In an effort to salvage what is left of a once great, original franchise, Lost Planet 3 brings forth the third, and hopefully final, chapter of the series. The original Lost Planet: Extreme Condition introduced a great idea as a title that meshed third-person shooter elements, mech vehicles, grappling hooks, targeted enemy weak points, and an ever-decreasing energy level that forced players to defeat enemies or find areas that would replenish this energy.
With such potential, it was fairly obvious Capcom should try to continue the title with a sequel or even a series. Unfortunately, Lost Planet 2 brought with it a slew of gameplay issues, design flaws, and just plain bad AI. Only fans of the original really had the desire to pay much attention to the second release, and the franchise all but had its fate sealed with such a disaster.
Not wanting to give up, the developer knew that the Lost Planet series could be something great. With Lost Planet 3, it is pretty clear that a new approach and a willingness to wipe the slate clean was really all that could save the franchise. New ideas combined with what made the original so special gave birth to something that seemingly has the potential of the original title. A new storyline, a more desolate and dangerous world, and a first-person cockpit view inside the mechs all must have felt like the right formula for a revival.
Unfortunately, once all of the ingredients were carefully blended together, the only thing that came out of the other end was a mess. This Frankenstein of a game tries to do too much with what it has. Everything that should make for a great game on paper, really just drags the Lost Planet series deeper into submission.
The actual controls and gameplay seemingly borrow things like cover-based mechanics and getting from point A to point B from bigger and better franchises, and come off as generic. It almost feels like LP3 was trying to be a Mass Effect clone. You are given objectives, optional objectives, and the freedom to go just about anywhere within your restricted and accessible areas. You collect a form of currency and are paid for completing objectives, which you can then turn around and use to upgrade your weapons and mech vehicle to your liking. This falls way short because of the limited amount of upgrade options, and eventually just feels completely unnecessary once you have completed a majority of the single player campaign.
You use your prized mech as more of an improvised weapon than the true bad-assery for which you might have hoped. You fight enemies using grappling hooks, a grabber arm, and a drill. Do not get your hopes up for a mounted canon and shoulder rocket launchers, because these mechs are purely industrial. On top of that, even if you get used to the idea of using a mech vehicle in such a lame way, you have the pleasure of traveling to different parts of the environment at such a slow pace that you start to wonder why the developers even bothered. If mechs were absolutely necessary, it might have made more sense for them to simply be available wherever you need to use them, instead of having to move the mech such large distances.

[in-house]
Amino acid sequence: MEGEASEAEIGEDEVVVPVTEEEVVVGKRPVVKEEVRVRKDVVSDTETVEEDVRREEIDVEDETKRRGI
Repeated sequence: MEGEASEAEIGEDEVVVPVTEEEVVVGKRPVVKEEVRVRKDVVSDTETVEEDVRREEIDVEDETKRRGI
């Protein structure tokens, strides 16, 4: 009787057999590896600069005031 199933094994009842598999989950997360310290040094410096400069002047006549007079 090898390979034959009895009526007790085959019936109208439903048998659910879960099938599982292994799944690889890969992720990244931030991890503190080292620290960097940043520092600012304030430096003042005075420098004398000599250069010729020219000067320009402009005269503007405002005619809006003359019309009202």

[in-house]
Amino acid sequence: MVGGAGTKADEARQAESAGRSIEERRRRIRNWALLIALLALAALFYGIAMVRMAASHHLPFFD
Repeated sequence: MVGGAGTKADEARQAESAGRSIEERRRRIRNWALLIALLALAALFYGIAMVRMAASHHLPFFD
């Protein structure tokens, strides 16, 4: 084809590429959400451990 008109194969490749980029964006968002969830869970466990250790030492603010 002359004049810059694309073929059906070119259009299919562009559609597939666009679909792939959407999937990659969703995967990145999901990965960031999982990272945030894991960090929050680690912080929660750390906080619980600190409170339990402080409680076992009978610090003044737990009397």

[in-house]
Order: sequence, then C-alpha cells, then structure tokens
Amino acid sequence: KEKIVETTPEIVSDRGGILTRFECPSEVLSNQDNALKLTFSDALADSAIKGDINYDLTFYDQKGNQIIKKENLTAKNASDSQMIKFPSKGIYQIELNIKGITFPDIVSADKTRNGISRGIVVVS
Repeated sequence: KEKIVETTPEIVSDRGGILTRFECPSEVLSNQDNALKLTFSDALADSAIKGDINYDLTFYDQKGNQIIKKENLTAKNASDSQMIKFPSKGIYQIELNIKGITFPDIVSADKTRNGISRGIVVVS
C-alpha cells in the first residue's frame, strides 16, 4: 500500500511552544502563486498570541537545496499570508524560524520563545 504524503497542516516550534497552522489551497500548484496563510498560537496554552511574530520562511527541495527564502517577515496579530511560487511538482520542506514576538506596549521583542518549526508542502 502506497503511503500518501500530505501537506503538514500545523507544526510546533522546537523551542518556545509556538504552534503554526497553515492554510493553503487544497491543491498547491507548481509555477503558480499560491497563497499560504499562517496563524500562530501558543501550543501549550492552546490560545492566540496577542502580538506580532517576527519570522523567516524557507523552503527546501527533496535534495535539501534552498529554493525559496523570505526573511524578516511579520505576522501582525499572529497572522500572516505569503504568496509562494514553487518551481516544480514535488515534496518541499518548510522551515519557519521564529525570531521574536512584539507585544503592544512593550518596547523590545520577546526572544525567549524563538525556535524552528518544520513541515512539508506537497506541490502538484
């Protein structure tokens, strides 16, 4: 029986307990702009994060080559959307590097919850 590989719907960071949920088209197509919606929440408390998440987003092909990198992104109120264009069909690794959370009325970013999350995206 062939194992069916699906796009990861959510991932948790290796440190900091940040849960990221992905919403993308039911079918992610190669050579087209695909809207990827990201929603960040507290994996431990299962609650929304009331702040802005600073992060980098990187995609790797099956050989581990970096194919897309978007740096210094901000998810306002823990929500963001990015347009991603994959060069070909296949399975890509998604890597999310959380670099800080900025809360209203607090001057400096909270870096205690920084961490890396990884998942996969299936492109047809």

The AI here must have been drinking the same water as the AI in the second game. While there are no co-op or even non-playable AI characters to aid you during live gameplay sequences, the ground enemies make their movement patterns so painfully obvious. It might even bother you to know that some enemies can and will jump up on ledges to attack you, but those same enemies will also simply run around and wait for you to exit an open stairwell. Later enemies will move towards you, even while in cover, but they still fall victim to the fact that standing still with your weapon pointed at them is dangerous and ensures their defeat.
Quick time events also make an appearance in the game as well, but in a somewhat unique fashion. You are forced to mash a single button, then once successful, use an analog stick to aim an out of control reticle at a vulnerable point to strike when up against enemies. This happens with environment sequences as well as the enemy sequences both of which will ultimately end in your demise if you fail to button mash at a reasonable rate or just can’t seem to aim the reticle square enough for it turn red and strike. Sure, this could be a new take on a generation old mechanic, but it still feels out of place and gets fairly repetitive after so many times being forced on you.
Though the multiplayer has a few good ideas with a variety of modes, it is ultimately forgettable. Much like other titles in the shooter genre, it could be argued that a multiplayer mode was needed, however LP3 eventually shows itself off as wanting to be more of an action RPG-lite. Given how sloppy the single player campaign ended up, you can’t help but feel like if the multiplayer modes were skipped altogether, the main game could have been infinitely better.
Gameplay aside, the game looks and sounds absolutely gorgeous. Environments give you that desolate feeling and sense of despair, while the soundtrack and little noises create the perfect immersion. The cut-scenes look great, the voice-acting is movie quality, and the journal-like videos between gameplay compliment the story-telling pretty well. It is almost a shame that fans of the franchise couldn’t have just had a feature-length CGI-esque film made, instead of what feels like a movie that has had a game shoehorned in.
Overall, it’s a real shame that the series has turned out so poorly. It had real potential to become something great, but for whatever reason, has fallen to the wayside. Lost Planet 3 is an obvious rental for those that want to experience the story. If you’re new to the Lost Planet universe, unfortunately, this one is a definite skip.
Lost Planet 3 is rated T (Teen) by the ESRB for Blood, Mild Language, Violence. This game can also be found on: Xbox 360, PC.